- Litter tray – standard style or even a ‘hooded’ litter tray which means less mess [from kicking as they bury their business] and less smell [they have a charcoal filter in the top which needs to be replaced every 3 months])
- Kitty litter - Some cats are very fussy and will only use certain types of kitty litter. Trial and error is the easiest way to figure this out!
- Bed – There are lots of different types of beds available. Try a big pet superstore that will have lots of variety. Most cats are more than happy to sleep on your bed too!
- Collar – this is a MUST if your cat will go outdoors. Outdoor cats need a collar on (not too tight though!) with a bell to help warn the wildlife (though a lot of cats suss out how to keep it quiet whilst hunting!) and council tags. A name tag with your details is a great idea too.
- Scratching post – this is very important so that your furniture is not used instead as a scratching post! It is a natural instinct for a cat to sharpen its nails on a surface which grabs their nails. If your cat/kitten tries to scratch anything other than it’s scratching post, do not tell it off (It won’t understand and will just get frightened!), simply pick it up and put it at it’s own scratching pole. It will soon understand (and prefer) the scratching pole’s use! You can also squirt it with water to discourage it, though this doesn’t teach it where he is allowed to scratch. You can deter unwanted scratching on furniture using lemon juice or double sided sticky tape. Scratching posts around 1m high are perfect as it can stretch out to scratch (natural instinct).
- Toys! Kittens (and many cats) are very active and need mental stimulation – this means toys that cat and owner can interact with together, as well as toys that are interactive during alone time. Rotate toys daily so there is always something new and exciting to play with!
- Brush – Short haired cats don’t require daily grooming, but a quick brush once a week is good for cats – it gets rid of the loose hairs that cause furballs! It’s also a great opportunity to get up close and notice and cuts or lumps that appears as time goes on (or scratches from fights if your cat goes outdoors!). Cats malt a little year round, and a brush once a week, helps limit the hair on your floors and clothing. Once a year (Spring) cats will malt a lot. Daily brushing helps in combating this! Medium and Long haired cats require daily brushing to not only keep their coat shiny and sleek, but also to prevent matts and knots which restrict movement and cause pain.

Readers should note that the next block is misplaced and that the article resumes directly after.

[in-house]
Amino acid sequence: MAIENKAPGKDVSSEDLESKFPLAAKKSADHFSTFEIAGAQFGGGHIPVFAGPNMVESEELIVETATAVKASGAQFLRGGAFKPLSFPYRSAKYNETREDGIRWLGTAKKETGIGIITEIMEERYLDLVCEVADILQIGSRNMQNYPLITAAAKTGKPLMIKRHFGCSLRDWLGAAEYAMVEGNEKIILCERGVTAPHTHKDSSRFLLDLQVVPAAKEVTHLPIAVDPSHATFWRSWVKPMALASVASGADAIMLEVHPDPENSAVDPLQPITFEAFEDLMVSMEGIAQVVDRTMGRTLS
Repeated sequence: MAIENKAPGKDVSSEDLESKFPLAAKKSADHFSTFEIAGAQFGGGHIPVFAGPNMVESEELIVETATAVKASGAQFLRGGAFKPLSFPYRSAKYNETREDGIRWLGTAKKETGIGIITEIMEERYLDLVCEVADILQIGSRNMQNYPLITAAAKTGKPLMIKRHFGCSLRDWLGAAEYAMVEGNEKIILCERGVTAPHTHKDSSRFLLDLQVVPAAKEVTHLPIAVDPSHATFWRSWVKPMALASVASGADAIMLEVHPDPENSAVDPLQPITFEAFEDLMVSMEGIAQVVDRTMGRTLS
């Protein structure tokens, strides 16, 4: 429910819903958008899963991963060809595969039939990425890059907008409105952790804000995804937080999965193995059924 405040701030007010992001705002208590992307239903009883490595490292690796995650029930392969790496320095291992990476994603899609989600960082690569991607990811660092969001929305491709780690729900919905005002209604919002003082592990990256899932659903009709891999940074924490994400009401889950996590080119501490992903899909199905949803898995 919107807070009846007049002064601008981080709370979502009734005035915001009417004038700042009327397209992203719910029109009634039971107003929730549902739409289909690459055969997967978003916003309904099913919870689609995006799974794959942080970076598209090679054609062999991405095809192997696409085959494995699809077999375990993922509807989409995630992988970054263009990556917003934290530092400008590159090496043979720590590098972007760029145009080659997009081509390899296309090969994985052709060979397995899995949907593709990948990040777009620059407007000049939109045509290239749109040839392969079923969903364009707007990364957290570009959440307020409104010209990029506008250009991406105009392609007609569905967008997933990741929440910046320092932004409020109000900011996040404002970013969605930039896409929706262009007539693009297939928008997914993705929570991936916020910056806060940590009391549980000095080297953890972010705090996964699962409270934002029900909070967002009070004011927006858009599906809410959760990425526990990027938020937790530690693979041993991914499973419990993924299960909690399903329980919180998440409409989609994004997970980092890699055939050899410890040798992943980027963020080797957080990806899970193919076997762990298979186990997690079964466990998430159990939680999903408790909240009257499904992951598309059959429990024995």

- Cat carrier – there are several types out there. This keeps kitty restrained in event of an accident. NEVER let your cat travel unrestrained in the car – not only can your cat cause you to have an accident, they are also in great danger if travelling unrestrained
- Treats – Dental treats are super yummy (to cats!) and help keep their teeth clean. Treats are great for encouraging and rewarding good behaviour. You can also use chicken necks.
MAR recommends PetPlan (www.petplan.com.au). Speak to your local Vet Clinic for further recommendations on Pet Insurance (or Google!) – this is like health insurance for your pet! Policies vary, but can cover accident and illness with a small monthly premium, and low excesses when claiming. It is definitely worth considering if you are worried about vet bills! Do thorough research and ask insurers lots of questions. Some providers withdraw cover once your pet reaches a certain age. Please strongly consider Pet Insurance, and at least look into it – it is a great product and is a relief for many pet owners when their beloved family member requires treatment that can sometimes be quite costly.
Rehoming your cat:
If for any reason you cannot keep the cat you have adopted from MAR, we would appreciate being your first point of call. No matter the age of the cat, or reason for not keeping him, please call us and we will take him back in, as we never want to see him in a pound. If for any reason we are unable to take him on at the time, we will provide you with details of other rescue organisations with ‘no kill’ policies – meaning they do not put to sleep an animal surrendered to them (unless they are severely ill or aggressive), ever.